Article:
The Final Check is the reason we see pharmacists waving boxes around in the air followed by a scribble in a box where it says “checked by”. In our fight against dispensing errors we see pharmacies plastered in posters highlighting the most popular “Look Alike Sound Alike” drugs that staff need to watch out for. We see pharmacies buried with SOPs meticulously setting out step by step how to check a labelled item.
But if this is our defence, then I would argue it’s pretty weak. These measures were never going to eradicate dispensing errors. They tick a box to show our regulators that we are exercising our professional responsibility. At best these processes might even capture a few errors up to the point of labelling, but still don’t stop mistakes that happen after this step such as packaging errors or handing out the whole supply to the wrong patient.
Delegating final checks to ACTs has helped remove some of the pressure from the pharmacist in busy pharmacies. However, this has not reduced the risk of errors given that any human is just as likely to make a human error no matter how vigilant they try to be.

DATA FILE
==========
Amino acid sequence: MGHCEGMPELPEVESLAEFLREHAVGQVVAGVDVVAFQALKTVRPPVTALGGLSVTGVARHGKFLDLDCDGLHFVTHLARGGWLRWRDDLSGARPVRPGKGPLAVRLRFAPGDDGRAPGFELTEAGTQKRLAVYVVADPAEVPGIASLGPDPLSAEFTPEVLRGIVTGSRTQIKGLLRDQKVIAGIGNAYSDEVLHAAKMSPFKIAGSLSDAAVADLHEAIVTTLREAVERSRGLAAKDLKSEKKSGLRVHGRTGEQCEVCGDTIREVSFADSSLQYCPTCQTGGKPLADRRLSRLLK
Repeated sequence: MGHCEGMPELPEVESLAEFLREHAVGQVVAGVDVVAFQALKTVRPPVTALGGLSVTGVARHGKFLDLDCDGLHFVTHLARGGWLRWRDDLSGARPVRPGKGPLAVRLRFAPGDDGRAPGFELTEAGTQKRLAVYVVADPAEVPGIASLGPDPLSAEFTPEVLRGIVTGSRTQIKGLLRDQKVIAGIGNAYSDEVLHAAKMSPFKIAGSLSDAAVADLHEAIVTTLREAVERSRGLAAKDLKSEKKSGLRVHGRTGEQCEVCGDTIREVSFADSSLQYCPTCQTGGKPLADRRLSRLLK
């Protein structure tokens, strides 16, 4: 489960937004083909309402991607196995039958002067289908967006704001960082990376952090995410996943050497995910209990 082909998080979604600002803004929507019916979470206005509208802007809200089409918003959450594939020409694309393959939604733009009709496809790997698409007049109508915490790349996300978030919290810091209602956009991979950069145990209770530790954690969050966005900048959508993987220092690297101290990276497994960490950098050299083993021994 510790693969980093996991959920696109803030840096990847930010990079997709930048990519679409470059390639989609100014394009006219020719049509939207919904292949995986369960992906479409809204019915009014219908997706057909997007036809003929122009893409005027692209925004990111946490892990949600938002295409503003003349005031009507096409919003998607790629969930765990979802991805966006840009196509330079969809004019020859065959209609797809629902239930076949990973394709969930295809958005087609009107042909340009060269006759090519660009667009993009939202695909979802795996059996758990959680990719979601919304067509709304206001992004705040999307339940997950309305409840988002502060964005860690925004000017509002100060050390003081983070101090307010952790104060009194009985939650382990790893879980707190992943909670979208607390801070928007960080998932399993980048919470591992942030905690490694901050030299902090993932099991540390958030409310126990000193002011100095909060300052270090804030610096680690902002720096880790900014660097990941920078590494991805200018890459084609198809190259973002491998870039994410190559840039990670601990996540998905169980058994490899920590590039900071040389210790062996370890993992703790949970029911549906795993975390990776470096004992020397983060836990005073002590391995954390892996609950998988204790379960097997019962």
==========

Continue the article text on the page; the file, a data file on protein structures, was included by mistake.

So is this it? Is this the best we can do as a profession to ensure patient safety?
Advent of Technology
Titan PMR created a digital workflow that allowed the pharmacist to carry out the clinical check up front and all remaining steps to be carried out using barcode validation.
After the pharmacist has cleared the prescription for dispensing, a picking sheet tells the staff what stock to get. During the labelling process, the manufacturer's barcode is scanned. If the scanned product is the correct drug, correct strength, correct quantity and correct date, then a dispensing label is produced. If not, then no label is produced but a near miss is recorded.
Likewise, when it comes to packaging the dispensing labels are scanned one at a time before a bag label is produced ensuring that there is no mix up between patient’s drugs.
When it comes to handing out, the package label is scanned to ensure that the right patient is verified before the package is transferred to the patient.